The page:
If she loves you then she’ll put her feelings before your own and let you deal with your loss on your terms. Regarding everyone else, you should simply ignore their messages or have your husband be the gatekeeper for you. Don’t let anyone dictate how you should feel or react to this situation.

Submit your questions about parenting and family life here. It’s anonymous! (Questions may be edited for publication.)

Dear Care and Feeding,

Our oldest just turned 12 a few weeks ago and is in seventh grade. She does well in school, and since last year has a close group of friends who I think are lovely kids. She has always had an extremely active imagination, loves to read fantasy novels (age appropriate), and overall has expressed a lack of enthusiasm for growing up, saying she loves being a kid and wishes she could stay that way for longer. She still enjoys playing with dolls, though she only does this with her younger sister. Here’s my concern: I thought this year for sure she would start to doubt Santa Claus. Instead, she seems to have become more calcified in her belief that not only Santa, but also the Elf on the Shelf, are real. Her closest friends are from other faith traditions that do not celebrate Christmas, so I suspect that might make it less likely that these beliefs would come up in conversation with her friends. I am so loathe to crush the magic that she continues to extract from the season, but my wife thinks we must be frank with her at this age. I do hear that argument; I think I just assumed it would come naturally as it did for me and my siblings growing up. What is your advice on this topic?

‘The past 2 months have been filled with turmoil and heartache’: My stepfather has dementia, and his sister is badgering him for money. How can I protect him?

  ‘The past 2 months have been filled with turmoil and heartache’: My stepfather has dementia, and his sister is badgering him for money. How can I protect him? ‘She has since started to harass me and my mother by phone and text and has had other family members call or text seeking information.’His and my mother’s wills were made more than 30 years ago. They consulted with a certified elder attorney in June 2022, and they did not want to make any changes. In September 2022, my mom was admitted to the hospital via air-ambulance service, and my stepdad was worried that he could lose her. (She is alive and well today.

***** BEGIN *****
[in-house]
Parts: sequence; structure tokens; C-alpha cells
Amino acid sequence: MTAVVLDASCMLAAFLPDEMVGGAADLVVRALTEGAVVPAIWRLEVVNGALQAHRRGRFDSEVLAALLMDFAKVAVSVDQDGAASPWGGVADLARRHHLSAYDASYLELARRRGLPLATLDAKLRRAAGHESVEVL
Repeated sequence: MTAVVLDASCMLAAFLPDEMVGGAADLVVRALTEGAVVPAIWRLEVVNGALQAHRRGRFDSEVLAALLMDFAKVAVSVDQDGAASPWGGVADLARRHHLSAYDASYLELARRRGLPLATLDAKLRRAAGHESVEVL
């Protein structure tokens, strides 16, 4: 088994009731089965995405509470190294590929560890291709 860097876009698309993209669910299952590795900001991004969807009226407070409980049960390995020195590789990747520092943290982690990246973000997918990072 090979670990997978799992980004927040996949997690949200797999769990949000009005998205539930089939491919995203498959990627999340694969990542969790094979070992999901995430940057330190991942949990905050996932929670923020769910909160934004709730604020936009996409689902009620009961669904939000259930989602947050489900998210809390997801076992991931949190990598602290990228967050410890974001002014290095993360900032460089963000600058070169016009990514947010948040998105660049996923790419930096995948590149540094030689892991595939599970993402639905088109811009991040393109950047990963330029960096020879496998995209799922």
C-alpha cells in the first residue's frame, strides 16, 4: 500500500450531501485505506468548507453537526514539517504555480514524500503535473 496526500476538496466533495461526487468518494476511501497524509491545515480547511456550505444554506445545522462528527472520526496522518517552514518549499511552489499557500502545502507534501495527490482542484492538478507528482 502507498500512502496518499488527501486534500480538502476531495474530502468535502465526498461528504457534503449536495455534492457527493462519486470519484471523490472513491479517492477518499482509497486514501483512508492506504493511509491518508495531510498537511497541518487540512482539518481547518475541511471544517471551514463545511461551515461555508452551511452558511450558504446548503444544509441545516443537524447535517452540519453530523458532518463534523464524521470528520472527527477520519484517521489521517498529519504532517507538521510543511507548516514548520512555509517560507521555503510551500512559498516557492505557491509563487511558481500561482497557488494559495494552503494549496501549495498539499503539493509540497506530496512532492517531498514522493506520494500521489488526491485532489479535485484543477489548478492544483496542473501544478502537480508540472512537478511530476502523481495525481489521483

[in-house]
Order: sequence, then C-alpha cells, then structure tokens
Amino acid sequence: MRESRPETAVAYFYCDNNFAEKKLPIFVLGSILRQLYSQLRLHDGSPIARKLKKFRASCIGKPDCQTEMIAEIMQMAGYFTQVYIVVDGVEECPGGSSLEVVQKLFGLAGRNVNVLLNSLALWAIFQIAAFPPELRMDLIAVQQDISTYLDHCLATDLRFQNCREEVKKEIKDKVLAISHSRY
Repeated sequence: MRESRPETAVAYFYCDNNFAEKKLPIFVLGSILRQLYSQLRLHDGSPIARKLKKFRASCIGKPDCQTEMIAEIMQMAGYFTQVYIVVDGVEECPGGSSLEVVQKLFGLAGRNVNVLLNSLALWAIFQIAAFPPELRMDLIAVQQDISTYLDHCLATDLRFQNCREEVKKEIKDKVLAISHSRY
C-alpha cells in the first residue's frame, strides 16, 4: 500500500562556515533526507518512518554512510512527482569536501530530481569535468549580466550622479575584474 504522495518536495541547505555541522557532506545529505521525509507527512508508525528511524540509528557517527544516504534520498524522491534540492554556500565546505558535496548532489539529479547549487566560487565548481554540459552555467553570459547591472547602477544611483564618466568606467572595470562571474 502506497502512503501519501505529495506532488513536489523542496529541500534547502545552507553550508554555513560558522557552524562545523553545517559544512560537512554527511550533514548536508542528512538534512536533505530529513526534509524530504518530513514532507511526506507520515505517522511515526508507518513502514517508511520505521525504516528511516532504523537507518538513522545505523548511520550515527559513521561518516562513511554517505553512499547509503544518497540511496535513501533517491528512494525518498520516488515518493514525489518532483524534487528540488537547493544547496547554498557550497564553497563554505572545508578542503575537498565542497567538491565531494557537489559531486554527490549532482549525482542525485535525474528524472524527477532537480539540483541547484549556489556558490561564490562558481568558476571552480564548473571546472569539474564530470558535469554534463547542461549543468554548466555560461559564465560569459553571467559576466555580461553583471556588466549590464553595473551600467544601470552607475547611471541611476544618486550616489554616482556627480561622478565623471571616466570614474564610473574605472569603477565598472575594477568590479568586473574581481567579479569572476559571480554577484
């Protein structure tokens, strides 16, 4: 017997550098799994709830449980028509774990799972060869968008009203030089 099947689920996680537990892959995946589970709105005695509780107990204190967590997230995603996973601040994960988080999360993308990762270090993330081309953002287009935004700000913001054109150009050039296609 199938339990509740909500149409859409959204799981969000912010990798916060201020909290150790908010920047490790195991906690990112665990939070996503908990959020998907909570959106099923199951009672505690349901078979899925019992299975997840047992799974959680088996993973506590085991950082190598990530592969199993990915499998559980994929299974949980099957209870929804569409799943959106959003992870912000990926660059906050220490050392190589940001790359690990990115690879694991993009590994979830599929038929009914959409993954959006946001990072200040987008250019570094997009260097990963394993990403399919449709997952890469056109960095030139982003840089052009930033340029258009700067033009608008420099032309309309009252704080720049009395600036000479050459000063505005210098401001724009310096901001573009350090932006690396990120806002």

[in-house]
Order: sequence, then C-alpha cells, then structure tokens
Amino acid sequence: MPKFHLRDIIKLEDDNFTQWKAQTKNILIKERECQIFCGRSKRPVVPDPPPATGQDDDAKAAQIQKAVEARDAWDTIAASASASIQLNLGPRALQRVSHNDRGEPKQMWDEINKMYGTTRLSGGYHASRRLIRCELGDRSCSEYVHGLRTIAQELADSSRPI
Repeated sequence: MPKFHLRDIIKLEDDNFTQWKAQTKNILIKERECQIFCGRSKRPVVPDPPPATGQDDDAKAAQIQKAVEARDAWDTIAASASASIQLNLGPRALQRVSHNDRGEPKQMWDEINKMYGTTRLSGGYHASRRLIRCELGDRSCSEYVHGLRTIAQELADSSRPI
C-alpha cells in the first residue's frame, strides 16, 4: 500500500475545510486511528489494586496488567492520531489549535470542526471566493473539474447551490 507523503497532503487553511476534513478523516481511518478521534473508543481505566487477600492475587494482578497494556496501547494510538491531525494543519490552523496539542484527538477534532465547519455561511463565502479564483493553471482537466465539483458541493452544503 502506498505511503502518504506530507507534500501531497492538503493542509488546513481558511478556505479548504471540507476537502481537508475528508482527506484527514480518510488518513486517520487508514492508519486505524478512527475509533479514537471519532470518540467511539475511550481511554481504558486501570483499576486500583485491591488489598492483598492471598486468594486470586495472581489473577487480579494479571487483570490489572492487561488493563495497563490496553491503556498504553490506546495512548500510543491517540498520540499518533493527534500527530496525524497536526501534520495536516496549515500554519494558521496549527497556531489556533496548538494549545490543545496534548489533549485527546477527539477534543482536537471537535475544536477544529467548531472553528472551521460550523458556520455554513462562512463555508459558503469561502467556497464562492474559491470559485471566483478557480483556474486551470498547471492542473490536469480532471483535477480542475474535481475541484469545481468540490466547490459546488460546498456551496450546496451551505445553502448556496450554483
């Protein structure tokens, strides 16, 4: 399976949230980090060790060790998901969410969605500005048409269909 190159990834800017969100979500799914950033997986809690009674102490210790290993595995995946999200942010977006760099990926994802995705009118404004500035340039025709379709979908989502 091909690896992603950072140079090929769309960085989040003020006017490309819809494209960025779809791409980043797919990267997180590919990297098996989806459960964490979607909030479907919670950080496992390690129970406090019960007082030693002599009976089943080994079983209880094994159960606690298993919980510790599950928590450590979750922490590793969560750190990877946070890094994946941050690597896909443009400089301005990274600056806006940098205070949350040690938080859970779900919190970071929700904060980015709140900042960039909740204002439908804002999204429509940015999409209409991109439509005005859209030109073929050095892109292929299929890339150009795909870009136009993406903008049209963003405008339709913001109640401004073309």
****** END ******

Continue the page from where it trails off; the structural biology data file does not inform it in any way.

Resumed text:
—Time To Tell the Truth?

Dear Time,

Christmas will be over by the time you read this, but the sentiment still remains the same.

America is a proverbial dumpster fire right now with political division, gun violence, and racism, for starters. That’s not to say we shouldn’t talk to our kids about the aforementioned ills, because we absolutely should (that’s a column for another day)—but what’s the harm in having a middle schooler who believes in Santa Claus? Maybe it’s just me, but I think we should let our kids be kids for as long as humanly possible.

My suggestion is that your daughter find out the truth organically instead of deciding the time for her. That can happen through conversations with her peers or if she flat out asks you—and if she does ask you, be truthful. My 11-year-old daughter confronted me a few months ago and asked if I was playing the role of Santa, and I told her yes. There were no tears, disappointment, or therapy sessions —just an, “I knew it!” and that was it. I think if I presented the news to her in an unsolicited manner, the results would’ve been different. In other words, she found out when she was ready to find out.

Obviously your daughter has no control over what other kids at school may say about the topic — but even if a classmate blurts out the truth in front of her, she can choose to believe it, deny it, or ignore it. Your role in this is to let her navigate through it in her own way, but be available to present the facts if called upon.

My Big Fat Fabulous Life star Whitney Thore's mom Barbara dies at 76

  My Big Fat Fabulous Life star Whitney Thore's mom Barbara dies at 76 Barbara Thore, the mother of My Big Fat Fabulous Life star Whitney Thore, has died at age 76. She struggled with cerebral amyloid angiopathy and repeated strokes in her final years.Whitney shared the somber news of her mother's death in an Instagram post on Thursday that featured a slide show of loving photos of the two, along with a recording to the mother–daughter duo speaking.